a weekend of exhibitions, performances, talks & screenings 16 – 18 November Kühlhaus, Luckenwalder Straße 3, 10963 Berlin
Sluice Exchange is a biennial expo bringing together galleries and projects that share similar foundational ideologies of independence and artistic engagement. I will be showing work as part of OSR Projects Weather Station with Simon Lee Dicker, Laura Hopes and Alexander Stevenson.
EXCHANGE is broadly themed around the local as transnational ideas battle re-emergent nationalistic tendencies. The artist/curator-led scene is often tied to the local (usually influenced by funding parameters or lack of funding altogether). But there is often an awareness that if the local isn’t positioned within a broader inter/national context that it risks becoming parochial. EXCHANGE BERIN focuses on the importance of solidarity, inclusion and collaboration. Is there a way to square internationalism with the destructive nature of globalisation? As nationalism rears its head around the world what response does art have?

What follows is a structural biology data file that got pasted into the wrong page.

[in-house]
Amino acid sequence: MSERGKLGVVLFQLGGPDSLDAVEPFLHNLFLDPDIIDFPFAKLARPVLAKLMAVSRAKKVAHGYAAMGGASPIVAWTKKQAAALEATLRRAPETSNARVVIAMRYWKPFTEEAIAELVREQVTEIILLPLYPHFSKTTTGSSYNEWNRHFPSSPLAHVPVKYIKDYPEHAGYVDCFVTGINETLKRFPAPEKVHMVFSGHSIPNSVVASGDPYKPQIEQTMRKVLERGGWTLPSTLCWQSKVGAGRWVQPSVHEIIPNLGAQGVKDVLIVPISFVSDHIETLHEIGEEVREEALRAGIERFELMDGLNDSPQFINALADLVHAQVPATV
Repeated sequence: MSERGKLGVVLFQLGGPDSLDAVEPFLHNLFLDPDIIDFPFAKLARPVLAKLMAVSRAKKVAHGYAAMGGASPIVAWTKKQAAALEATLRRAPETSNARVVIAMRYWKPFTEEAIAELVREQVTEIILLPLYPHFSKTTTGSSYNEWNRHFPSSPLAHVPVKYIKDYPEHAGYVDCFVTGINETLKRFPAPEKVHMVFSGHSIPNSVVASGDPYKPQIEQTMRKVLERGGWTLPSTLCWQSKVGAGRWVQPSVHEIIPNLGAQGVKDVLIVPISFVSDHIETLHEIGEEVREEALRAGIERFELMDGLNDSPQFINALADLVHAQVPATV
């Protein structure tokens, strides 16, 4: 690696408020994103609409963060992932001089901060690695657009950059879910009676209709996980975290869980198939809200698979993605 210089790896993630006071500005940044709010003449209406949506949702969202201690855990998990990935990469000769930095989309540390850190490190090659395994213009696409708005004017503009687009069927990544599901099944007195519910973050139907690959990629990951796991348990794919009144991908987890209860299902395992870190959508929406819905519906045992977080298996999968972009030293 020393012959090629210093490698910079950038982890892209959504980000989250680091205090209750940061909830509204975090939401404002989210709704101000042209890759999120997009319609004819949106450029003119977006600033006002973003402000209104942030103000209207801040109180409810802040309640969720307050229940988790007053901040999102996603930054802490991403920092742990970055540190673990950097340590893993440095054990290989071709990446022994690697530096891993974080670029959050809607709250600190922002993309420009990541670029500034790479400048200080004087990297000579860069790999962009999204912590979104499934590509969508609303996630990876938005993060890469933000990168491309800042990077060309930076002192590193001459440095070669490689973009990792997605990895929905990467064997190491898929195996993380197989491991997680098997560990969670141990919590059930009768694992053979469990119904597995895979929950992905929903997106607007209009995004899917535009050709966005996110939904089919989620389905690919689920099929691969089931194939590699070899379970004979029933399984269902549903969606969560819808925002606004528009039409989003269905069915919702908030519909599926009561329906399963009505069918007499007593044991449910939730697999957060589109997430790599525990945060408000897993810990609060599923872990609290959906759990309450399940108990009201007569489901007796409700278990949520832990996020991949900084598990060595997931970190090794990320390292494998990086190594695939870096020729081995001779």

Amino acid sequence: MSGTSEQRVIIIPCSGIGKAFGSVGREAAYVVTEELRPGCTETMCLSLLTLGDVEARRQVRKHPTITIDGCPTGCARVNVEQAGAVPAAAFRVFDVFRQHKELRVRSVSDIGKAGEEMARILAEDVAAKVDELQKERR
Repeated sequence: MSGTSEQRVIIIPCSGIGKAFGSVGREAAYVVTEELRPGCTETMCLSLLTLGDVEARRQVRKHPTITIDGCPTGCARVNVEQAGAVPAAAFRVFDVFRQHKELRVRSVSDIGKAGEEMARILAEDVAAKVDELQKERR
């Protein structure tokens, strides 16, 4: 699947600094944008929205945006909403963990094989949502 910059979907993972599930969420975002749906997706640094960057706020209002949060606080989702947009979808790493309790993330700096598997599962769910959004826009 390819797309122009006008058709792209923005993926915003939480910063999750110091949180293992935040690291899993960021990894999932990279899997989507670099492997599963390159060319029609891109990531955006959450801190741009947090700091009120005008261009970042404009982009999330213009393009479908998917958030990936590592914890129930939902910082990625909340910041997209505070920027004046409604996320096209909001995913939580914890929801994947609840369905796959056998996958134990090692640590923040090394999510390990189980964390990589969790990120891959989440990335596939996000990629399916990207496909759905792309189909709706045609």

Saturday, October 13 & Sunday, October 14 10am-6pm
Open Studio Tour is an annual city-wide event organised by School 33 Art Centre. Each year, collectors and art lovers have the opportunity to visit artists in their studios, see their work, and get a behind-the-scenes glimpse into their working processes.
On Saturday, October 13 and Sunday, October 14, visit the studios of more than 100 artists located throughout Baltimore City to view and purchase their original works of art, including paintings, sculptures and photographs during this self-guided tour.
Reliable Objects II (Baltimore)
We only become aware that home is the psychological foundation of human experience when it is disturbed and we are disorientated. Reliable objects draws our attention to the drive to re-make home and asks what happens when disturbing objects become the reliable things we want to reassemble.